Remember when you were a kid, playing outside during a long weekend? Many can remember playing baseball, riding bikes, skateboarding and climbing trees from dawn to dusk. You'd be having a great time until you heard those dreadful words, "Come inside, it's time to get ready for bed. Tomorrow is a school day."
The month of Cheshvan is kind of like that Sunday night before the impending school (or work) week. The previous month of Tishrei, a month overflowing with feasts and fasts, has come to an end. The spiritual high is over. We have to "come down off of the mountain" so to speak, and get back to reality. Though Cheshvan may not have the glory and grandeur of Tishrei, it is still an important month nonetheless.
Cheshvan is the beginning of the first rainy season in the Land of Israel, which are called the early rains in Scripture. Last month marked the end of the harvest season. After the harvest has been brought in, petitions for rain are offered to God during Sukkot. It is during the final day of Sukkot, Shemini Atzeret, that an additional petition for rain is added during the second benediction of the Amidah, "Who makes the wind blow and makes the rain descend."
Rain, especially in the Land of Israel, is absolutely vital for life. Unlike the irrigated Nile River Valley of Egypt, the Land of Israel depends on rainfall for life. From a biblical perspective, rain is a symbol of God's blessing.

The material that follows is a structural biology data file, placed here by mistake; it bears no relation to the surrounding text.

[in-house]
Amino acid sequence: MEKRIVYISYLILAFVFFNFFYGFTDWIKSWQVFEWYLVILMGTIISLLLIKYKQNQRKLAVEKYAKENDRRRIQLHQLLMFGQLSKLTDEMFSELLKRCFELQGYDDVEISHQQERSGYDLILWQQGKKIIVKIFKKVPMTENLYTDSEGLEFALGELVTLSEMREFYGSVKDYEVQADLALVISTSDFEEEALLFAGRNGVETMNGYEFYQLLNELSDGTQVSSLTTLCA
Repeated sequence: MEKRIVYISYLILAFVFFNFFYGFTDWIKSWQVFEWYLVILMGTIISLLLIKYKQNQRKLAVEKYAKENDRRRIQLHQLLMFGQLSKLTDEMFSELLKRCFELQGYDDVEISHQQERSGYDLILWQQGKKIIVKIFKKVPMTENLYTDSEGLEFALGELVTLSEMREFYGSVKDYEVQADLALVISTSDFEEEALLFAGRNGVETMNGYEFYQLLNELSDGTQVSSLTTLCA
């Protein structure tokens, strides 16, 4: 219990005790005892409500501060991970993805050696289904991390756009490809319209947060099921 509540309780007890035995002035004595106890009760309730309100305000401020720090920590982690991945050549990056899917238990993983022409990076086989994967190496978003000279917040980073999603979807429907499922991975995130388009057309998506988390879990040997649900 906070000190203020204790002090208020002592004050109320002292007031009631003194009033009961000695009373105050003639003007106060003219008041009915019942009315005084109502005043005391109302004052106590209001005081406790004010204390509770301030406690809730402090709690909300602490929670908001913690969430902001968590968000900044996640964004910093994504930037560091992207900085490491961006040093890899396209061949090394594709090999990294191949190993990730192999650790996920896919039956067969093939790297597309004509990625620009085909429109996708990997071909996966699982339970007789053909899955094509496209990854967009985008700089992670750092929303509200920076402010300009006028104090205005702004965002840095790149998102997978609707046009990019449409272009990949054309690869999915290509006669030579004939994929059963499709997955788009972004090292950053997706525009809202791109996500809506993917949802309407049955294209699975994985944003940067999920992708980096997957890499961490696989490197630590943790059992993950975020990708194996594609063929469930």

The Master spoke of the blessing of rain in his sermon on the mount:
"[L]ove your enemies and pray for those who persecute you, so that you may be sons of your Father who is in heaven; for He...sends rain on the righteous and the unrighteous. For if you love those who love you, what reward do you have? Therefore you are to be perfect, as your heavenly Father is perfect." (Matthew 5:44-46, 48)
Just as God blesses both the righteous and unrighteous with rain, so also we should be just as unbiased in our love for our neighbors.
So this Cheshvan, as we come down from the spiritual heights of Tishrei, take a lesson from the rain. Remember that God's love is greater than we sometimes acknowledge. May we have a perfect love for our neighbors, and treat them with kindness and respect.